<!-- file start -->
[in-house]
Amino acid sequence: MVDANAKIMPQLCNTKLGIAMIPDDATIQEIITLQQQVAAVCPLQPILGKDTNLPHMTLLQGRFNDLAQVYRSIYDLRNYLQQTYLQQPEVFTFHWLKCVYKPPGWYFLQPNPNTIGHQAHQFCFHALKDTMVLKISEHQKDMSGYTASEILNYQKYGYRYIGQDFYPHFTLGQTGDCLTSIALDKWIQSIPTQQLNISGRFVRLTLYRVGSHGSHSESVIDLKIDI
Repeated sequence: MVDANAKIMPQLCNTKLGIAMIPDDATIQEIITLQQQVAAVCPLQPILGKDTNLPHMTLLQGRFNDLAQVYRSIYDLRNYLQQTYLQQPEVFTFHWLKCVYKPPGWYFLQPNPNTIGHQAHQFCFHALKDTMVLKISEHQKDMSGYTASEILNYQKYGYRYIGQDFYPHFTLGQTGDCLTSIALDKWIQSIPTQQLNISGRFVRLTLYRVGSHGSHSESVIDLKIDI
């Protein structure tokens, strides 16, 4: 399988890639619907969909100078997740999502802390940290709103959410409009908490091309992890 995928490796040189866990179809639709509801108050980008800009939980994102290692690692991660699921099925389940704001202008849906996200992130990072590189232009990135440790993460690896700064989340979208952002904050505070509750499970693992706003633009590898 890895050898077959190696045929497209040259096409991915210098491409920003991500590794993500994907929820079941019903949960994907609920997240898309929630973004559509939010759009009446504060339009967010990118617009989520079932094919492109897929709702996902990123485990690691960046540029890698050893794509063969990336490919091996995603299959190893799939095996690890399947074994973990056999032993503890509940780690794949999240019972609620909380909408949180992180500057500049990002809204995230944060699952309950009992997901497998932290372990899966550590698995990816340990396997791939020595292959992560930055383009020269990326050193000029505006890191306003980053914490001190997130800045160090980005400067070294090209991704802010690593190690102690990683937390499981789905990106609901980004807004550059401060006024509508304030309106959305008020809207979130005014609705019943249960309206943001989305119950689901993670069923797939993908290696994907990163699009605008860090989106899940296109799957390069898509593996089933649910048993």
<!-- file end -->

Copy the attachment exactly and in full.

[in-house]
Amino acid sequence: MVDANAKIMPQLCNTKLGIAMIPDDATIQEIITLQQQVAAVCPLQPILGKDTNLPHMTLLQGRFNDLAQVYRSIYDLRNYLQQTYLQQPEVFTFHWLKCVYKPPGWYFLQPNPNTIGHQAHQFCFHALKDTMVLKISEHQKDMSGYTASEILNYQKYGYRYIGQDFYPHFTLGQTGDCLTSIALDKWIQSIPTQQLNISGRFVRLTLYRVGSHGSHSESVIDLKIDI
Repeated sequence: MVDANAKIMPQLCNTKLGIAMIPDDATIQEIITLQQQVAAVCPLQPILGKDTNLPHMTLLQGRFNDLAQVYRSIYDLRNYLQQTYLQQPEVFTFHWLKCVYKPPGWYFLQPNPNTIGHQAHQFCFHALKDTMVLKISEHQKDMSGYTASEILNYQKYGYRYIGQDFYPHFTLGQTGDCLTSIALDKWIQSIPTQQLNISGRFVRLTLYRVGSHGSHSESVIDLKIDI
């Protein structure tokens, strides 16, 4: 399988890639619907969909100078997740999502802390940290709103959410409009908490091309992890 995928490796040189866990179809639709509801108050980008800009939980994102290692690692991660699921099925389940704001202008849906996200992130990072590189232009990135440790993460690896700064989340979208952002904050505070509750499970693992706003633009590898 890895050898077959190696045929497209040259096409991915210098491409920003991500590794993500994907929820079941019903949960994907609920997240898309929630973004559509939010759009009446504060339009967010990118617009989520079932094919492109897929709702996902990123485990690691960046540029890698050893794509063969990336490919091996995603299959190893799939095996690890399947074994973990056999032993503890509940780690794949999240019972609620909380909408949180992180500057500049990002809204995230944060699952309950009992997901497998932290372990899966550590698995990816340990396997791939020595292959992560930055383009020269990326050193000029505006890191306003980053914490001190997130800045160090980005400067070294090209991704802010690593190690102690990683937390499981789905990106609901980004807004550059401060006024509508304030309106959305008020809207979130005014609705019943249960309206943001989305119950689901993670069923797939993908290696994907990163699009605008860090989106899940296109799957390069898509593996089933649910048993």